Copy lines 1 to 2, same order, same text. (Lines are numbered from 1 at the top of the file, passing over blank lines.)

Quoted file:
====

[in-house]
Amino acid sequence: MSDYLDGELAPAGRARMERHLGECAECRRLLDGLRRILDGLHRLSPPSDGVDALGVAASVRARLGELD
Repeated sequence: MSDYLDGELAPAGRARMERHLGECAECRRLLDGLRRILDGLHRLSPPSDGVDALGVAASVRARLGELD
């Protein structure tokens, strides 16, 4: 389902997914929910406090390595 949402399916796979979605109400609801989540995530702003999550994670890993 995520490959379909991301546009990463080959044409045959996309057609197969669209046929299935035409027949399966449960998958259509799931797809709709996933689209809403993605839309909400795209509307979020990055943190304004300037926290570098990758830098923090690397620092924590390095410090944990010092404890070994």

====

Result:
[in-house]
Amino acid sequence: MSDYLDGELAPAGRARMERHLGECAECRRLLDGLRRILDGLHRLSPPSDGVDALGVAASVRARLGELD